I am a medical doctor and population geneticist deeply interested in molecular evolution and its implications in human population history and medical genomics. During my PhD I was trained in evolutionary and population genetics, which complemented my previous medical background. As a postdoctoral fellow with Dr. Carlos Bustamante and research associate at Stanford University, my work integrated genomics, evolution and precision medicine in many different projects involving large collections of populations, in particular from the Americas and the Pacific. Our group is interested in human evolution, adaptation, and population history as well as the biomedical implications of human genetic diversity in underserved populations of the world.
I am the academic and administrative assistant of the Lab. I got my masters degree in Landscape Ecology at the Ecosystems Research Institute and Sustainability, UNAM. Although I love science I think it only reaches out to few people, especially in Mexico; that’s why my new passion is science communication. I like hiking, nature photography and I am a tea lover.
I manage the Mexican Biobank project. Previously I worked as the academic and administrative assistant of the Lab. I obtained my PhD degree in Plant Biotechnology here in Cinvestav-Langebio working with the detection of molecular evolution and selection signatures in nematode genomes, specifically the entomopathogenic nematode S. carpocapsae.
I am a human geneticist interested in human history and evolution. I received my bachelor’s degree from MIT in biological engineering and attended graduate school at Harvard University where I received a PhD in systems biology and a master’s degree in history of science. My scientific interests lie across theoretical and applied questions in population genetics. For my PhD thesis in Shamil Sunyaev’s lab, I focused on genomic analyses to tackle theoretical problems in population genetics particularly relating to natural selection. Some questions I have worked on include the relationship of allelic age to mono-allelic gene expression, how humans tolerate the “mutation load” due to incoming deleterious mutations through genome-wide synergistic epistasis, and how polygenic adaptation signals on human height using existing GWAS are confounded by population structure. In my post-doc, I will be working with Andres Moreno Estrada and an international team on the Mexico Biobank where I will be leading the population genetics analyses of 6000 genotyped individuals from across Mexico. I am also passionate about science communication, history and philosophy of science, and the intersection of science and art. I love traveling and experiencing different cultures and foods..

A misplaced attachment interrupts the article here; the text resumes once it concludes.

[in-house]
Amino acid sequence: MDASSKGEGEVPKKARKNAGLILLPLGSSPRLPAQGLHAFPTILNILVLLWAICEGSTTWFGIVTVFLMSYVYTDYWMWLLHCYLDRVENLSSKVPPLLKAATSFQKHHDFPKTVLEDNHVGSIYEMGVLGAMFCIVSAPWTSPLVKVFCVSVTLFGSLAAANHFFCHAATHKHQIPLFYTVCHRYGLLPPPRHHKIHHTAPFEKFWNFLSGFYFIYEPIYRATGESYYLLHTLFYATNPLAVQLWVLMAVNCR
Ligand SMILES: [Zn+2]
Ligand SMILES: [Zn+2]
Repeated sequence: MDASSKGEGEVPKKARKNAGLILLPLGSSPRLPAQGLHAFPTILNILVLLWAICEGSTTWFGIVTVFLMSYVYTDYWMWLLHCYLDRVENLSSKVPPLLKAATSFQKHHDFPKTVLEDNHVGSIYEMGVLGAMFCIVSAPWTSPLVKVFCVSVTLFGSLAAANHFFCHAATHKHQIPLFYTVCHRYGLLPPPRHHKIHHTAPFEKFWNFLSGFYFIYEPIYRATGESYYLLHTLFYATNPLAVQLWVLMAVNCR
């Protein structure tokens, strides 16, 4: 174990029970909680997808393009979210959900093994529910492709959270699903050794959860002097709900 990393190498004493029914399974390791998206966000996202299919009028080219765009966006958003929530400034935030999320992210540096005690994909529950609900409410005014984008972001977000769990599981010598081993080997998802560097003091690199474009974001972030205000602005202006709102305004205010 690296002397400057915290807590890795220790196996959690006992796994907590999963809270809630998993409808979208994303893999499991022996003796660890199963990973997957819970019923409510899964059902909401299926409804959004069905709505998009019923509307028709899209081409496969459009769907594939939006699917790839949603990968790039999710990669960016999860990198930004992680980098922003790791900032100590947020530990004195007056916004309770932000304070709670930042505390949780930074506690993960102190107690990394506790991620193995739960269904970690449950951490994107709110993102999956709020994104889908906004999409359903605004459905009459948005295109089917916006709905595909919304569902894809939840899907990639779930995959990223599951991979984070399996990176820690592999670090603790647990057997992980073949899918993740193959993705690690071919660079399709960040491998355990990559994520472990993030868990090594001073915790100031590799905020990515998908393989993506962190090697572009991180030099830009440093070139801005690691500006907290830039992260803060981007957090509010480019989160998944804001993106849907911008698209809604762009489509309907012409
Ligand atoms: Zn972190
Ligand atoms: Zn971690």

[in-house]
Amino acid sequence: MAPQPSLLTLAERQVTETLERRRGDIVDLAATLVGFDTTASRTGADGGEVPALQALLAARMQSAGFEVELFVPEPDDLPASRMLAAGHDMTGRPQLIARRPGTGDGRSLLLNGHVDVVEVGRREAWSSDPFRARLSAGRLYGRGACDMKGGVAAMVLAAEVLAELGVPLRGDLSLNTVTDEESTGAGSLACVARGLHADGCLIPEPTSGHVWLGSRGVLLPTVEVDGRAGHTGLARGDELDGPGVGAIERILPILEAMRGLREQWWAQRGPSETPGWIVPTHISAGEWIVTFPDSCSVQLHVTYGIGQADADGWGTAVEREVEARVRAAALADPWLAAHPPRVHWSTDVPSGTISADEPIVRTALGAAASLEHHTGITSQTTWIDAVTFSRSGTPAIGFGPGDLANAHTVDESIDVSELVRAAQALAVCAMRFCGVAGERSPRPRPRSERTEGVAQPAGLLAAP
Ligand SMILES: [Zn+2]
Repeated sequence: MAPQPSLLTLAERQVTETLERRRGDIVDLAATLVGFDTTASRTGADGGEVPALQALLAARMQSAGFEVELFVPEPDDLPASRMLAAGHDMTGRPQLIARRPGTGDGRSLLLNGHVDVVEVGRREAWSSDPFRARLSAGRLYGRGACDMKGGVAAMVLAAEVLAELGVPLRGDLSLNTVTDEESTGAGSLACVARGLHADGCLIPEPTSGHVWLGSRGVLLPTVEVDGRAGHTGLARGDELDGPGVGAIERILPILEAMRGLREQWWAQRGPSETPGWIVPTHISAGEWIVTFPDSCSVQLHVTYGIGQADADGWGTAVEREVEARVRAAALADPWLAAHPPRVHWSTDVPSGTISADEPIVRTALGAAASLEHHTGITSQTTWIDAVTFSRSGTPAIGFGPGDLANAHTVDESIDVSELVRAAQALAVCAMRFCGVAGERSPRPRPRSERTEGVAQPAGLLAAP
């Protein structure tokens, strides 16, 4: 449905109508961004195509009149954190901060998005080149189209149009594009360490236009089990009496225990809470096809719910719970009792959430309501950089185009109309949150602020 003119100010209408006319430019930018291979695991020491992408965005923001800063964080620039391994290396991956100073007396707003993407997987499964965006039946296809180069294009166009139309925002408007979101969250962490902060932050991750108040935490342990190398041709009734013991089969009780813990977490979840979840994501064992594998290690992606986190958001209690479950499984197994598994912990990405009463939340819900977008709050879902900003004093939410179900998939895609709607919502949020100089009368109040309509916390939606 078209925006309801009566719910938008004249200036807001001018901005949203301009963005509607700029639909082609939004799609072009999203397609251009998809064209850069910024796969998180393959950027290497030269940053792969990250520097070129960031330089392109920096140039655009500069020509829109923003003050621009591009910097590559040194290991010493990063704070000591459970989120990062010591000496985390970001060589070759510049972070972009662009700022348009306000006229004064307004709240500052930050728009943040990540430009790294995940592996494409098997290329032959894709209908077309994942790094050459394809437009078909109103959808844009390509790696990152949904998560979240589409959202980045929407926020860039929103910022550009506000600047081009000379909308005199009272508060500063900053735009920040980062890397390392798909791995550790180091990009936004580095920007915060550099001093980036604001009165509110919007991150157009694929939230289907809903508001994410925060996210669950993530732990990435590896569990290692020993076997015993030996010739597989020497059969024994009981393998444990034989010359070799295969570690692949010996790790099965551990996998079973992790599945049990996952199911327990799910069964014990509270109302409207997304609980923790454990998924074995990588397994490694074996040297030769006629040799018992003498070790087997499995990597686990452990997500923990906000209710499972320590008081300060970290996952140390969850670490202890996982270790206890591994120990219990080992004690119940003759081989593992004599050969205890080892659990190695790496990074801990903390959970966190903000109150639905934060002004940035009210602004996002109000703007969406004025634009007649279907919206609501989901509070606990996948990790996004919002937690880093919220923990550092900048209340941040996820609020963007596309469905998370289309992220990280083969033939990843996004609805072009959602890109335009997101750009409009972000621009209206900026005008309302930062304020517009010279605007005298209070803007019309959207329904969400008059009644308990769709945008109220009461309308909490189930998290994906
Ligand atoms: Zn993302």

I am a graduate of the Undergraduate Program on Genomic Sciences from the National Autonomous University of Mexico, and obtained my PhD degree from the Graduate Interdisciplinary Program in Genetics at the University of Arizona. The focus of my dissertation was the use of SNP array data to infer the demographic history of human admixed populations. I am involved in different projects at the Moreno Lab including the demographic study of Near and Remote Oceania and the ancestry service at LANGEBIO. My interests are human evolution, population and forensic genetics. I love Star Wars.